Nouns are often created by conversion of verbs or adjectives, as with the words talk and reading. Nouns are sometimes classified semantically as proper nouns and common nouns or as concrete nouns and abstract nouns. A grammatical distinction is made between count nouns such as clock and city, non-count nouns such as milk and decor; some nouns can function both as countable and as uncountable such as the word "wine". Countable nouns have singular and plural forms. In most cases the plural is formed from the singular by adding -s, although there are irregular forms, including cases where the two forms are identical. For more details, see English plural. Certain nouns can be used with plural verbs though they are singular in form, as in The government were.... This is a form of synesis. See English plural § Singulars with collective meaning treated as plural. English nouns are not marked for case as they are in some languages, but they have possessive forms, through the addition of -'s or just an apostrophe in the case of -s plurals and sometimes other words ending with -s.
More the ending can be applied to noun phrases. The possessive form can be used either as a noun phrase; the status of the possessive as an affix or a clitic is the subject of debate. It differs from the noun in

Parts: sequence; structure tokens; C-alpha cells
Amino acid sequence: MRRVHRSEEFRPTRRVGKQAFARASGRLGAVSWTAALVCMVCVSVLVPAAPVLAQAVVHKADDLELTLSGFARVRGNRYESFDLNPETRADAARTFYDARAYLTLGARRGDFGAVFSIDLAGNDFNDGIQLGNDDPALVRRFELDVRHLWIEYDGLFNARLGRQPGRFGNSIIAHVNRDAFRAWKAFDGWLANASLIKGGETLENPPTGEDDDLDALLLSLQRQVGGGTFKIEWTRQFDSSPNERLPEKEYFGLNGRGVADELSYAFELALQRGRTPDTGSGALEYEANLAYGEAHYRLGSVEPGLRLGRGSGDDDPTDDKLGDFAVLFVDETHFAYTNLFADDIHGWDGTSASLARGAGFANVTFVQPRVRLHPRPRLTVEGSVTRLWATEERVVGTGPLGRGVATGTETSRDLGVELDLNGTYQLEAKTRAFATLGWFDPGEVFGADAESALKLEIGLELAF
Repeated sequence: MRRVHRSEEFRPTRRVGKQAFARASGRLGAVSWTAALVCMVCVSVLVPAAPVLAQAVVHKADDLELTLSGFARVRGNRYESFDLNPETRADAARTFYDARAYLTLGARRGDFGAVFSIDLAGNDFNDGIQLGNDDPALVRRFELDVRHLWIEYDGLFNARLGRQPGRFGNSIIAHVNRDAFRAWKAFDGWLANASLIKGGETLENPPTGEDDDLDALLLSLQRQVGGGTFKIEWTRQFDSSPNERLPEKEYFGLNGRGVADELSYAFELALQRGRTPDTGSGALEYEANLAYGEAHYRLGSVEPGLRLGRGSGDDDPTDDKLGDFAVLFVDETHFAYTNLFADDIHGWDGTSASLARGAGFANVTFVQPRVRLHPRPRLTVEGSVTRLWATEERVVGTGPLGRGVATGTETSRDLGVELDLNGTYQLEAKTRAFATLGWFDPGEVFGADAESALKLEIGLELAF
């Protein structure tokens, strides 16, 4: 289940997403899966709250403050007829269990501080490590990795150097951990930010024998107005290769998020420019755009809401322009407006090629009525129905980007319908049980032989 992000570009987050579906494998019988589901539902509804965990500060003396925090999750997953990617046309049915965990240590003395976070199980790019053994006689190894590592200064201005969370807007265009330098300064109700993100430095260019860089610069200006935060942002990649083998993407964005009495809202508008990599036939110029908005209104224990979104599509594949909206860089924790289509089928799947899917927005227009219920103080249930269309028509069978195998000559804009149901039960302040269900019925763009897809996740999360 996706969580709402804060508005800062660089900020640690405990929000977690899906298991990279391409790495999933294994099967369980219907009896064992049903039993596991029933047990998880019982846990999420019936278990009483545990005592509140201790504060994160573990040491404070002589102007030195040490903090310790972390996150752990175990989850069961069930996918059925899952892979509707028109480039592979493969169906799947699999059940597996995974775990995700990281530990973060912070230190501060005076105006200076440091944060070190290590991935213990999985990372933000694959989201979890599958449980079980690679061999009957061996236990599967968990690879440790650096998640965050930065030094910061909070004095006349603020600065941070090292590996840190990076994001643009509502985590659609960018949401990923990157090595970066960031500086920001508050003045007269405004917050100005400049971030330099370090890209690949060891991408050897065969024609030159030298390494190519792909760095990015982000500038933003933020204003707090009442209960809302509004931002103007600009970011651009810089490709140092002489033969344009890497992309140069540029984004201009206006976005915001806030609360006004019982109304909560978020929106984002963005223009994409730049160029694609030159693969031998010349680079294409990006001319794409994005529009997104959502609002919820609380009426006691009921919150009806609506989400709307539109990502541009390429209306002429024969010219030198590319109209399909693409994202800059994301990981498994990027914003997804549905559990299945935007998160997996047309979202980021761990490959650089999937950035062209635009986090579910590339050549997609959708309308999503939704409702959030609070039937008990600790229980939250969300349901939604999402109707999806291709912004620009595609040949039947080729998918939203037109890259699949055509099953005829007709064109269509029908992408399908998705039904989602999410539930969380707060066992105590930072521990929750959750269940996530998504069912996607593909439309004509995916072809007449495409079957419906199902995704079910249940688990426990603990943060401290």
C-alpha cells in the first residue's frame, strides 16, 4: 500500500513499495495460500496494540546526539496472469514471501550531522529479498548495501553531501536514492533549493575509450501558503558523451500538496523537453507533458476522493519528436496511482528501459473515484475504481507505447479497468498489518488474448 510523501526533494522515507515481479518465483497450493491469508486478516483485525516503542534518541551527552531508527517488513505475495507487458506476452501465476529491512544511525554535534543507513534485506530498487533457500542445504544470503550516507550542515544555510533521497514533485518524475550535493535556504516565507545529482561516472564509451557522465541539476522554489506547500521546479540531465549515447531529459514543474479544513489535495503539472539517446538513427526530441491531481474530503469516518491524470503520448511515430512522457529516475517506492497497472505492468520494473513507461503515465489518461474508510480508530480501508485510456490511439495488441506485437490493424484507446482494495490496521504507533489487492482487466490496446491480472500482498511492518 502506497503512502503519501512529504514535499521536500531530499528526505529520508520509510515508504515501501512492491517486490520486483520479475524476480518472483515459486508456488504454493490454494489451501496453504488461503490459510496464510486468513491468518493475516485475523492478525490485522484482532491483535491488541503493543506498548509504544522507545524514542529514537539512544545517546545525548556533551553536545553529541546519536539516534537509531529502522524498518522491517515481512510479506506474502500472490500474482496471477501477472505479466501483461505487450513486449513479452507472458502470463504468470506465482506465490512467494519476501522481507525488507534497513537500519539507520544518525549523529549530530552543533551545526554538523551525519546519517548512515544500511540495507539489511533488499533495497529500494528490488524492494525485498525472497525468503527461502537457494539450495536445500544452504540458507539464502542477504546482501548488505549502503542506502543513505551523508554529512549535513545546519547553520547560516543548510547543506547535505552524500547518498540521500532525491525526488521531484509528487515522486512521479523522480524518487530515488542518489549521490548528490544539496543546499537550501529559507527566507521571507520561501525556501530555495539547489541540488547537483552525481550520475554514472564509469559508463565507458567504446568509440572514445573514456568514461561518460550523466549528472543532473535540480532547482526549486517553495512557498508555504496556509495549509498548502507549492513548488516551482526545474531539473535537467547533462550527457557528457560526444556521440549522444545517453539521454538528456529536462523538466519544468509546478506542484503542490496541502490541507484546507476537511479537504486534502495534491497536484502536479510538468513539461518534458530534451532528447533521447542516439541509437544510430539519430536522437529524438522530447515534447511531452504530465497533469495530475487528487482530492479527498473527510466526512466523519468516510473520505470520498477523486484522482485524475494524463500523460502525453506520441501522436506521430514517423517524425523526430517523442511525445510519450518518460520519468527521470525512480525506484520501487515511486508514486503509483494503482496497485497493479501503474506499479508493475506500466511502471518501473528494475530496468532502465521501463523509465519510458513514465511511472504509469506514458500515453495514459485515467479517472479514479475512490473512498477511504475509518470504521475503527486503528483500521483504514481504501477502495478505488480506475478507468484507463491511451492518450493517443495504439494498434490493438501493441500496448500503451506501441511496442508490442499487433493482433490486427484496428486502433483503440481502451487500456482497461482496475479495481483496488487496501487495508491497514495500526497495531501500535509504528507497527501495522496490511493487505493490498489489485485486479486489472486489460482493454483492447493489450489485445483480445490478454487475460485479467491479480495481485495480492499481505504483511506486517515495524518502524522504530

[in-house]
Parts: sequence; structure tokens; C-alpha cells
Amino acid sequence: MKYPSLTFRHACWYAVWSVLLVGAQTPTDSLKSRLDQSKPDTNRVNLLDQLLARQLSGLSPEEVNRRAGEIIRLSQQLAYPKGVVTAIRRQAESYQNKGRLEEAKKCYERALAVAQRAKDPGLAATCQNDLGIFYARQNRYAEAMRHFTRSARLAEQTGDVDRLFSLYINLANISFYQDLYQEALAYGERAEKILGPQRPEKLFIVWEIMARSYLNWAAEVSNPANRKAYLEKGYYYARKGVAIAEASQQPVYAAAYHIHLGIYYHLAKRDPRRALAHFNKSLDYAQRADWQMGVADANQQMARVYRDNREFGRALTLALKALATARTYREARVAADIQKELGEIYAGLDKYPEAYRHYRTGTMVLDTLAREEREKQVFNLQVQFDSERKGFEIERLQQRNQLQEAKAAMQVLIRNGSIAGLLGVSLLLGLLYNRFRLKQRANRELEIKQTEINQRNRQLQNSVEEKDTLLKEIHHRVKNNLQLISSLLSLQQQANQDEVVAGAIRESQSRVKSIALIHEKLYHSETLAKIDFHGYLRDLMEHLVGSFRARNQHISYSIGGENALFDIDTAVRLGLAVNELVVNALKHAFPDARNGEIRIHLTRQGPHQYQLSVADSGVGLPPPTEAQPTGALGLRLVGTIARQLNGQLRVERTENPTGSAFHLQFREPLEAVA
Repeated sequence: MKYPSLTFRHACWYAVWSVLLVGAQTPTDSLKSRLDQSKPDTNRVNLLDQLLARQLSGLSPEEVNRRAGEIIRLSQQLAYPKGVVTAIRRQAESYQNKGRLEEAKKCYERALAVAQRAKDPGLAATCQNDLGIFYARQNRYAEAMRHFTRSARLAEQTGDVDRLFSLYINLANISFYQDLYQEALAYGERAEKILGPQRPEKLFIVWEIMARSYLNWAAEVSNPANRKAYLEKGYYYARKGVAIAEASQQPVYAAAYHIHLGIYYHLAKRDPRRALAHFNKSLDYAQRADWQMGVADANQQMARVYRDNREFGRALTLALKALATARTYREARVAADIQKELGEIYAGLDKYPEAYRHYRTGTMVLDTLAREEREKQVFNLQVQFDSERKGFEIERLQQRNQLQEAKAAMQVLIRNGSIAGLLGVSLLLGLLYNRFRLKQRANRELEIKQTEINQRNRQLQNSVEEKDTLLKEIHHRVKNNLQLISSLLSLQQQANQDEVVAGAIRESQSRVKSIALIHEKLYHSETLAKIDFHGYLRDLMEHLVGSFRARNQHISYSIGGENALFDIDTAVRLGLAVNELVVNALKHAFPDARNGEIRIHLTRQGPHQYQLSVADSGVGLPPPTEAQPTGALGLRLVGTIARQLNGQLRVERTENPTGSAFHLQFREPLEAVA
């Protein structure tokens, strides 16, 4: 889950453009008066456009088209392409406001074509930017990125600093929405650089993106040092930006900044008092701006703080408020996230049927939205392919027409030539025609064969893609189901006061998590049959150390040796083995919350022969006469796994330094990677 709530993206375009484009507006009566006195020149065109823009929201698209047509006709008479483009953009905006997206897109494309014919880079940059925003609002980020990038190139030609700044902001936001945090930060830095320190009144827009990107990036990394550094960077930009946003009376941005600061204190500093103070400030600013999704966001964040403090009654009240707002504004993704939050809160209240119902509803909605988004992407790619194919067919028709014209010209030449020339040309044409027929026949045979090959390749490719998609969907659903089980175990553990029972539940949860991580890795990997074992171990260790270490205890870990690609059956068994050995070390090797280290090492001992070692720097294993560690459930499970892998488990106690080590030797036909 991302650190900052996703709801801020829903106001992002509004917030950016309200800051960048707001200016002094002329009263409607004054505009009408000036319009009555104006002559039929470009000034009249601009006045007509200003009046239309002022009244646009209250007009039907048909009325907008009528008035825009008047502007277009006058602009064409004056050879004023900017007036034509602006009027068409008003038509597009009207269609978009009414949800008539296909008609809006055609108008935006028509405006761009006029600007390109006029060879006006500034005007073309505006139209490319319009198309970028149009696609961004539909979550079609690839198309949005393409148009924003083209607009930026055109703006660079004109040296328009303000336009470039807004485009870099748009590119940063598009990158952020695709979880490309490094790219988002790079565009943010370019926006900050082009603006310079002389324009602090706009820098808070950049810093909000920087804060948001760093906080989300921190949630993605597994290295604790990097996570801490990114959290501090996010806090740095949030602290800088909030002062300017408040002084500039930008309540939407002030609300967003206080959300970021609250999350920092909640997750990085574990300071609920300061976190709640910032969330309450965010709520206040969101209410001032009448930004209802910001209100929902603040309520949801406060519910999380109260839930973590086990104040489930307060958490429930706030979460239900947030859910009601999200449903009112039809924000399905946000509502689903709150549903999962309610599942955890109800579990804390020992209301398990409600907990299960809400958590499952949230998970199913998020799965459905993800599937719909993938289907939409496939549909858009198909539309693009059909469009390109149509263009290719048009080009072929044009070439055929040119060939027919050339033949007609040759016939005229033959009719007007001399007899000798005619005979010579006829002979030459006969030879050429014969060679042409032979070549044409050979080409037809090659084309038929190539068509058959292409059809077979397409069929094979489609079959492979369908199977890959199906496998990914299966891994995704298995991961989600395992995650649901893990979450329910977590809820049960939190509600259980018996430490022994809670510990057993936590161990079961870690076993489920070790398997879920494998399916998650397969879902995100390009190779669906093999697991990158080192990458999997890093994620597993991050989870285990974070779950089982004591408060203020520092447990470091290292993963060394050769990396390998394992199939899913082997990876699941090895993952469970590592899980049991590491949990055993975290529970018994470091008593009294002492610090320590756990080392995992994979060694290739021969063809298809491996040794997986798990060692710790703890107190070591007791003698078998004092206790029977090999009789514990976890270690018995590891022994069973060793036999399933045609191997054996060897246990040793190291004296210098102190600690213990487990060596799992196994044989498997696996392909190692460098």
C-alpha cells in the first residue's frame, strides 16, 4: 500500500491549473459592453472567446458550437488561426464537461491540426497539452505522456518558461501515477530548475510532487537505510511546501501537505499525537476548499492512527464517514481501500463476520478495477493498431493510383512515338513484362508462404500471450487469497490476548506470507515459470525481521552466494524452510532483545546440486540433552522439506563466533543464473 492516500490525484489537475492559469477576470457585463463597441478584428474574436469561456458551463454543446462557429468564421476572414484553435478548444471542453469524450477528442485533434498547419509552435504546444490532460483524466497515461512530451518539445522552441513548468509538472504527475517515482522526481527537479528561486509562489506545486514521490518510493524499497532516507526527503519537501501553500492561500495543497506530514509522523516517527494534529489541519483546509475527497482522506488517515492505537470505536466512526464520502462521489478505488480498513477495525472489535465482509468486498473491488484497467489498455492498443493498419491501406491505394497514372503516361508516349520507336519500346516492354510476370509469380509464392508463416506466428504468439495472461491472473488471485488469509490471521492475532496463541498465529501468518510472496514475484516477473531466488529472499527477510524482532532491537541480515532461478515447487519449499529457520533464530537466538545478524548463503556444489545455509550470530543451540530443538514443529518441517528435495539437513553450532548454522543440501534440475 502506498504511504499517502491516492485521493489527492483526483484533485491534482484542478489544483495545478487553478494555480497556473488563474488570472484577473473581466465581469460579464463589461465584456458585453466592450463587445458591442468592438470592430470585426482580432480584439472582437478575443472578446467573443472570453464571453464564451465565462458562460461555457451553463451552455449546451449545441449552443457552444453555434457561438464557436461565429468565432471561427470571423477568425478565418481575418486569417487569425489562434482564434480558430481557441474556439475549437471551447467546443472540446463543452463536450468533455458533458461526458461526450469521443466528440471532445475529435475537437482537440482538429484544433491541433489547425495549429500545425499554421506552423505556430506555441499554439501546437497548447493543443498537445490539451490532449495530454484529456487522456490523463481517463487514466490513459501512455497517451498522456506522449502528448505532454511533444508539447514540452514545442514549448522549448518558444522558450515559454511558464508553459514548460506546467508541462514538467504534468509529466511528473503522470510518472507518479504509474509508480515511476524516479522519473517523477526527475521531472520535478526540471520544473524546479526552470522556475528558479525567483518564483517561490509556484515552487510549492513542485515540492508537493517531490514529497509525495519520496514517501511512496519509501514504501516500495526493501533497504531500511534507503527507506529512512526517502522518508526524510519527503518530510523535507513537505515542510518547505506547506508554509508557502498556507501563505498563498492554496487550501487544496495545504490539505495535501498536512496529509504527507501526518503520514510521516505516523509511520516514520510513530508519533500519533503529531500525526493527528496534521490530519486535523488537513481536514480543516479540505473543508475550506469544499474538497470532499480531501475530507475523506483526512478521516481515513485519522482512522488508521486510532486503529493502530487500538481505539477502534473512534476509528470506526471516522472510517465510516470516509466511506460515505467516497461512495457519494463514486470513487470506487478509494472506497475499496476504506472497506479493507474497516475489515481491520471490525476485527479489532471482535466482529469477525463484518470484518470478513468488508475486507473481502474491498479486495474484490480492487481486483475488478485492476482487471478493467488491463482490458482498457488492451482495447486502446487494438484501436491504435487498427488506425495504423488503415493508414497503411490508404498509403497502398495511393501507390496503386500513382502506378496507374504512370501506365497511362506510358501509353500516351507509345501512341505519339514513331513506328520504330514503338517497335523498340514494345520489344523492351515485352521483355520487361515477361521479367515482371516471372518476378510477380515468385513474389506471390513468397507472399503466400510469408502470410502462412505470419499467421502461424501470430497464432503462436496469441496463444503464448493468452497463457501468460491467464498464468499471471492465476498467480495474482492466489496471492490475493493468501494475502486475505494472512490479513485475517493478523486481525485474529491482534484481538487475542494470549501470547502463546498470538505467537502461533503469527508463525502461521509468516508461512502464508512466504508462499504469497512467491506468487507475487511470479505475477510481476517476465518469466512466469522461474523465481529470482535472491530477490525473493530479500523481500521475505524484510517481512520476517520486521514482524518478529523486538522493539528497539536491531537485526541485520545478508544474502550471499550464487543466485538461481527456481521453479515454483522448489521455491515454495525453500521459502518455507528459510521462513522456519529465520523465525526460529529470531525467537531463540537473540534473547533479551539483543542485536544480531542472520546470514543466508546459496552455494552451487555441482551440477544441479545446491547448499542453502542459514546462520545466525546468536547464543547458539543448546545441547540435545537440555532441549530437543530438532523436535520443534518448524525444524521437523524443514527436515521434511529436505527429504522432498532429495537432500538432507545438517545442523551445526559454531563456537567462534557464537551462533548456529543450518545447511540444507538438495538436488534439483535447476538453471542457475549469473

The singles discography of Eric Clapton consists of 24 early career singles that Clapton recorded with various bands and artists including The Yardbirds, John Mayall & the Blues Breakers, John Lennon and the Plastic Ono Band as well as Derek and the Dominos. As a solo artist, Clapton released various promotional formats from 1970 to date, his commercially most successful singles are "Lay Down Sally", "Wonderful Tonight", "Change the World", "Tears in Heaven" and the cover of Bob Marley's "I Shot the Sheriff", released in 1974, that outplayed the original release, becoming a Billboard Hot 100 number-one hit. Clapton's best-selling single is "Wonderful Tonight" which has sold more than four million copies worldwide, although he is most known for his rock anthem "Layla", released in 1971. Clapton covered the song acoustically for his 1992 "Unplugged" million-seller, helped to cement Clapton's reputation as both a guitarist and singer; the British rock musician collaborated with friends along his extensive solo career.